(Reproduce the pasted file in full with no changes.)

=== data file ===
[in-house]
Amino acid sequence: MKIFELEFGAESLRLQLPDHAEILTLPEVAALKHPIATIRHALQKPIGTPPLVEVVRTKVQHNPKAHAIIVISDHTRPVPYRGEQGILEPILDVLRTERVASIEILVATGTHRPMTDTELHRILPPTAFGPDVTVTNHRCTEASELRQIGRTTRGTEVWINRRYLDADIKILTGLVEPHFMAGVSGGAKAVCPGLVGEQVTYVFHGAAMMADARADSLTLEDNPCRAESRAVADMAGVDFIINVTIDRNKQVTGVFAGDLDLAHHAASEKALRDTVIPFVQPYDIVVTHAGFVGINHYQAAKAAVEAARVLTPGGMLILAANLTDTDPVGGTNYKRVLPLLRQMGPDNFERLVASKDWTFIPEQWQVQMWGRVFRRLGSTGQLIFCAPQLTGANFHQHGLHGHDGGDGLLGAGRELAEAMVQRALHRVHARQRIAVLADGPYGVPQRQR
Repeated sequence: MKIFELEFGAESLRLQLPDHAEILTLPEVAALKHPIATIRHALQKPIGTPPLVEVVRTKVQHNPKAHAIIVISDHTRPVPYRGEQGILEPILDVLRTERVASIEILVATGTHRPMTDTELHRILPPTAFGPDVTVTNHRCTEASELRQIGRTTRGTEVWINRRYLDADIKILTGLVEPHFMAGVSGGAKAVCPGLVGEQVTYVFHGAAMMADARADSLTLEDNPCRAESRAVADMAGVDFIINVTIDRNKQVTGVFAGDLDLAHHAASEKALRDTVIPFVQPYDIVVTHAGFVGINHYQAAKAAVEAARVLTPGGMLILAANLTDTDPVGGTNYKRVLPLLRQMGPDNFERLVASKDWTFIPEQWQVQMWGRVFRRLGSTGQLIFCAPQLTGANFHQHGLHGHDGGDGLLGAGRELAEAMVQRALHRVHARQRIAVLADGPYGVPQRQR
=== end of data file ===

[in-house]
Amino acid sequence: MKIFELEFGAESLRLQLPDHAEILTLPEVAALKHPIATIRHALQKPIGTPPLVEVVRTKVQHNPKAHAIIVISDHTRPVPYRGEQGILEPILDVLRTERVASIEILVATGTHRPMTDTELHRILPPTAFGPDVTVTNHRCTEASELRQIGRTTRGTEVWINRRYLDADIKILTGLVEPHFMAGVSGGAKAVCPGLVGEQVTYVFHGAAMMADARADSLTLEDNPCRAESRAVADMAGVDFIINVTIDRNKQVTGVFAGDLDLAHHAASEKALRDTVIPFVQPYDIVVTHAGFVGINHYQAAKAAVEAARVLTPGGMLILAANLTDTDPVGGTNYKRVLPLLRQMGPDNFERLVASKDWTFIPEQWQVQMWGRVFRRLGSTGQLIFCAPQLTGANFHQHGLHGHDGGDGLLGAGRELAEAMVQRALHRVHARQRIAVLADGPYGVPQRQR
Repeated sequence: MKIFELEFGAESLRLQLPDHAEILTLPEVAALKHPIATIRHALQKPIGTPPLVEVVRTKVQHNPKAHAIIVISDHTRPVPYRGEQGILEPILDVLRTERVASIEILVATGTHRPMTDTELHRILPPTAFGPDVTVTNHRCTEASELRQIGRTTRGTEVWINRRYLDADIKILTGLVEPHFMAGVSGGAKAVCPGLVGEQVTYVFHGAAMMADARADSLTLEDNPCRAESRAVADMAGVDFIINVTIDRNKQVTGVFAGDLDLAHHAASEKALRDTVIPFVQPYDIVVTHAGFVGINHYQAAKAAVEAARVLTPGGMLILAANLTDTDPVGGTNYKRVLPLLRQMGPDNFERLVASKDWTFIPEQWQVQMWGRVFRRLGSTGQLIFCAPQLTGANFHQHGLHGHDGGDGLLGAGRELAEAMVQRALHRVHARQRIAVLADGPYGVPQRQR